This mechanical stress triggers an oscillating electric current (shown by the arrows), its electromagnetic energy being emitted as VLF radiation (blue waves).

(Image by Greg Stewart/SLAC National Accelerator Laboratory (modified). An animated version can be found here.)

When an oscillating electric voltage is applied to the lithium niobate rod, it vibrates because of the piezoelectric effect, alternately shrinking and expanding. This mechanical stress creates an oscillating electric current whose electromagnetic energy is emitted as VLF radiation.[7] In conventional antennas, the electric current arises from the motion of electric charges moving the length of the rod, and these motions are of the same scale as the wavelength. The piezoelectric antenna efficiently excites electromagnetic waves with wavelengths that are much larger than the motions along the crystal.[7] By adjusting the piezoelectric resonance, the wavelength can be changed to transmit signals in a wider bandwidth that allowed data transfer rates of more than 100 bits per second.[7]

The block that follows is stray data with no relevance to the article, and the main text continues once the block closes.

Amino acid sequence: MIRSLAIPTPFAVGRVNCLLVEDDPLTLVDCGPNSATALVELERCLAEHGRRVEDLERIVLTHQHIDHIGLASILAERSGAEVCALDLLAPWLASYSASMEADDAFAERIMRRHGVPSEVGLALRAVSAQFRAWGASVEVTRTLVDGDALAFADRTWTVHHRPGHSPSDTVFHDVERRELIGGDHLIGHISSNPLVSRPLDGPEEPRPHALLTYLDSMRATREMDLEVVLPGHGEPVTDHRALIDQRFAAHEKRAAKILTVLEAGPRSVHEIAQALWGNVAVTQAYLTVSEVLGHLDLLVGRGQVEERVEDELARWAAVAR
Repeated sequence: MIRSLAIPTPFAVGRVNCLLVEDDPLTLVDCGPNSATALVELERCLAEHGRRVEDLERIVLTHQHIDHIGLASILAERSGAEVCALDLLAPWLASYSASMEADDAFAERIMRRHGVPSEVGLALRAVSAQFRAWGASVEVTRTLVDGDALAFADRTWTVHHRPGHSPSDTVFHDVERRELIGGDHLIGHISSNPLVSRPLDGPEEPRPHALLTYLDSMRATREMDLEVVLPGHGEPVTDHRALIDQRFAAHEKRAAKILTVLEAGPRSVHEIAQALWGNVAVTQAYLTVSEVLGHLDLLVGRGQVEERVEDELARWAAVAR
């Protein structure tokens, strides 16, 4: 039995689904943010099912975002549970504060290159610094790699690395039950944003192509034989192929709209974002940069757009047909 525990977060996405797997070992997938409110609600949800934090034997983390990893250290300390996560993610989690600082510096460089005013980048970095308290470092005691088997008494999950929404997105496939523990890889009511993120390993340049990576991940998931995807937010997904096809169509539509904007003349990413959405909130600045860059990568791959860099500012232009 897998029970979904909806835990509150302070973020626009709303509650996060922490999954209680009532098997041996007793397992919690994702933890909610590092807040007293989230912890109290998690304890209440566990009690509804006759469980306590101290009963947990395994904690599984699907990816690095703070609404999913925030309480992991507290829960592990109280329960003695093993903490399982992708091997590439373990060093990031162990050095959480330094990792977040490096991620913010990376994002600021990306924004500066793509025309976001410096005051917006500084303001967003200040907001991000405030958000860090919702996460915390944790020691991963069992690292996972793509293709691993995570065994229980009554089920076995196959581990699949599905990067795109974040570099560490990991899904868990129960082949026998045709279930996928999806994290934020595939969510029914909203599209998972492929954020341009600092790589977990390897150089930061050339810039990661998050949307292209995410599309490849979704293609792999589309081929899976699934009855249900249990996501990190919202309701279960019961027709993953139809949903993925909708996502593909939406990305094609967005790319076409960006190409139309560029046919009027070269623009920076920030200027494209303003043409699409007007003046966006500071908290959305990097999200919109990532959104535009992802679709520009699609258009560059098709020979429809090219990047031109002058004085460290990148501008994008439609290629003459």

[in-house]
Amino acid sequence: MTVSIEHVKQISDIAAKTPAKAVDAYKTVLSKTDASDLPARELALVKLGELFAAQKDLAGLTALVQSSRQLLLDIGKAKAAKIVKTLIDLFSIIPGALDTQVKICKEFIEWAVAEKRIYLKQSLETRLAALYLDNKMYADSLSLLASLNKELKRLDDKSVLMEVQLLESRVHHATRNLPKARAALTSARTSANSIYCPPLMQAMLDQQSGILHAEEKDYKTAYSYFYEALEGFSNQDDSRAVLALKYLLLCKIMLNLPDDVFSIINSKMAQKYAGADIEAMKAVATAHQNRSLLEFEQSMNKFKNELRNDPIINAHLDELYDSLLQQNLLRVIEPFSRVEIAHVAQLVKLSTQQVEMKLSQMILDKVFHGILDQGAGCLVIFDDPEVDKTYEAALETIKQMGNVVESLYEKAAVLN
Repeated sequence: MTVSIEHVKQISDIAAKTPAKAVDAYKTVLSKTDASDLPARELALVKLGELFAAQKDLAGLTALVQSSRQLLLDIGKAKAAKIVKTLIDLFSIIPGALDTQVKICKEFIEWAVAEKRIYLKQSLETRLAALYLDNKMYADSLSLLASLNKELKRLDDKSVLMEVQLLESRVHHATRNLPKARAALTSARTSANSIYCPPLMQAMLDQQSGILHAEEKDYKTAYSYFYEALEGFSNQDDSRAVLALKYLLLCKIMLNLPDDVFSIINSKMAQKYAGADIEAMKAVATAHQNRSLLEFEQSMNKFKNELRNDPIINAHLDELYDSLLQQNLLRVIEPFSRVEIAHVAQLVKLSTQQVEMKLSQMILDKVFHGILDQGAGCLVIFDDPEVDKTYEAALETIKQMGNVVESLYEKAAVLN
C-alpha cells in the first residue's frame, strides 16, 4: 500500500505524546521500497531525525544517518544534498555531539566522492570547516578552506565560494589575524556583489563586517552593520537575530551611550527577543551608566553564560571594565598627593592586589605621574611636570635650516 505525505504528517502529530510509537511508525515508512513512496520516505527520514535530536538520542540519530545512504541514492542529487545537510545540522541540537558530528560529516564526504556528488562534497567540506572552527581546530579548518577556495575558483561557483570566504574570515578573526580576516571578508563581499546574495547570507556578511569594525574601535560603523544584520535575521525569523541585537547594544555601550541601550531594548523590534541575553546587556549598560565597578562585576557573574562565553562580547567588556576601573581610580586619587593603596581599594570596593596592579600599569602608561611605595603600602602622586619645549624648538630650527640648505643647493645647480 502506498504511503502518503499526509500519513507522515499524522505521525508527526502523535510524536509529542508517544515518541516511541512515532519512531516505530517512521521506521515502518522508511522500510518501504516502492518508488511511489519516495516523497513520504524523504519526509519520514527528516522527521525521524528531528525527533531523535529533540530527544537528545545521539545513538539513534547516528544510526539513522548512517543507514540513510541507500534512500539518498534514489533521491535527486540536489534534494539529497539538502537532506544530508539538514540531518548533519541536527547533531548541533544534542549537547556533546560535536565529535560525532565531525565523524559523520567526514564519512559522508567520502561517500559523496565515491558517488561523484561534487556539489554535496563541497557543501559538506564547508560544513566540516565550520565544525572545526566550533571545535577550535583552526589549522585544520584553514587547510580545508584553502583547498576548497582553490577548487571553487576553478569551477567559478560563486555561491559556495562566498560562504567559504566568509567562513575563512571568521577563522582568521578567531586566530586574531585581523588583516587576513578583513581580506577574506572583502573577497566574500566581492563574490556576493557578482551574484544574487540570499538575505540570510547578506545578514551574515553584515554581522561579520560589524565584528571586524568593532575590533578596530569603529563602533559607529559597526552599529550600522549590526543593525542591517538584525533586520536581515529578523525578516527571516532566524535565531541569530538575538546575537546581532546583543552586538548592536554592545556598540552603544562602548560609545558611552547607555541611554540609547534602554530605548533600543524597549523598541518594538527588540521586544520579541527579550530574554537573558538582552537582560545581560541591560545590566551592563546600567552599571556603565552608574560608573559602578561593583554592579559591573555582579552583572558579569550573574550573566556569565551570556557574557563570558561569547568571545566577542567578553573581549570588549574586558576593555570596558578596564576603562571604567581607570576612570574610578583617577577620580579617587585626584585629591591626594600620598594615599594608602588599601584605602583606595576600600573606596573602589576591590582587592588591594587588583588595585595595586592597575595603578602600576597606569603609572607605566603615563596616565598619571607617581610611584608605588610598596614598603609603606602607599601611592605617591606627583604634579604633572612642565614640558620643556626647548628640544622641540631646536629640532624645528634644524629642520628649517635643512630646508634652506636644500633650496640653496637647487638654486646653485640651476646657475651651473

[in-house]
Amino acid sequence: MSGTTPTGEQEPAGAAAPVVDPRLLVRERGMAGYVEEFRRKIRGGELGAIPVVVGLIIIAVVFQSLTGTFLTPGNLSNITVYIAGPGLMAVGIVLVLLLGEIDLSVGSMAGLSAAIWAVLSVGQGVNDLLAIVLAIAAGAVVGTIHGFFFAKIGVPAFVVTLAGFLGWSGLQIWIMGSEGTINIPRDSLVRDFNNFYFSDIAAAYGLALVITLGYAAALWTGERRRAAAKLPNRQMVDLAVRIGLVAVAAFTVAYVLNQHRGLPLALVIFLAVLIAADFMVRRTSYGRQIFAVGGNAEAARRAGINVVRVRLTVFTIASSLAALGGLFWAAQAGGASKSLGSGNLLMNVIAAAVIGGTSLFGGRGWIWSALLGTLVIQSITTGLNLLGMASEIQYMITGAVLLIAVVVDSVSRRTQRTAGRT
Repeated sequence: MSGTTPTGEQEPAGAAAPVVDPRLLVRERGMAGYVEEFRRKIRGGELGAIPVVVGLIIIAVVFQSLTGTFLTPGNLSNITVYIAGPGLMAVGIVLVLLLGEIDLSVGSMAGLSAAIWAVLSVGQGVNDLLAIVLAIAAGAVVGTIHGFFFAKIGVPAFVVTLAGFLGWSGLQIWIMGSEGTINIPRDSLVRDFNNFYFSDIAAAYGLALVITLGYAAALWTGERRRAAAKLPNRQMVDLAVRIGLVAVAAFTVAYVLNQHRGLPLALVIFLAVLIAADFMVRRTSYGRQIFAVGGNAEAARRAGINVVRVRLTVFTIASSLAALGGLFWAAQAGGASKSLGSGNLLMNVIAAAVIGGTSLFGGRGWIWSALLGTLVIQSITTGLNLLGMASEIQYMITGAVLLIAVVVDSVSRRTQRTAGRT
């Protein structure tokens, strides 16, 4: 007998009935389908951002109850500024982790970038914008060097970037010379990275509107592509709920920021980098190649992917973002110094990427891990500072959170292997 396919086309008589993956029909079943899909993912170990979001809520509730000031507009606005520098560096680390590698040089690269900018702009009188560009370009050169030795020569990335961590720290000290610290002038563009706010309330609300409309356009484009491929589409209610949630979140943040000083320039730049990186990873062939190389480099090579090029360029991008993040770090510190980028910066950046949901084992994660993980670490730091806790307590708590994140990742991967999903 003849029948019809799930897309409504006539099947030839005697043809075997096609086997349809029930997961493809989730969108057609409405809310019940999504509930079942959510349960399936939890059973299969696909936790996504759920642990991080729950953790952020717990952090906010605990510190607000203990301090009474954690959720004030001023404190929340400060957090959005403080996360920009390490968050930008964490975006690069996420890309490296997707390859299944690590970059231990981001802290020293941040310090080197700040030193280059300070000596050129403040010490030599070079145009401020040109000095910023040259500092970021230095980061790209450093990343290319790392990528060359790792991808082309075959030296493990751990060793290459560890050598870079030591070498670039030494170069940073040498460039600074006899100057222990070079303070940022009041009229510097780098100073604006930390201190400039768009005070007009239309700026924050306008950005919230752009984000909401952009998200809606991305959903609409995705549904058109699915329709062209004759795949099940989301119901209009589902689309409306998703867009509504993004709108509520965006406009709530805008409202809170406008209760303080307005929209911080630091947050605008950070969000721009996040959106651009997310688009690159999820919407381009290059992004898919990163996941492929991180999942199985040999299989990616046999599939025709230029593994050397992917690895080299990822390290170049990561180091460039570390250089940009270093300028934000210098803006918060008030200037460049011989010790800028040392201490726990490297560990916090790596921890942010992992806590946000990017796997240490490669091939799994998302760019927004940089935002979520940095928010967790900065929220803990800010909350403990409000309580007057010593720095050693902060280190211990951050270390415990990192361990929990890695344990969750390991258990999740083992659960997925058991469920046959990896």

The new antenna's compact size will enable VLF transmitters that weigh just a few pounds. Experimental communication over a hundred foot distance showed that the VLF radiation was produced at 300 times greater efficiency than conventional antennas and with nearly a hundred times greater bandwidth.[7] Says Mark Kemp of SLAC, the principal investigator of this project,
"Our device is also hundreds of times more efficient and can transmit data faster than previous devices of comparable size... Its performance pushes the limits of what's technologically possible and puts portable VLF applications, like sending short text messages in challenging situations, within reach."[7]

Piezoelectric VLF antenna during testing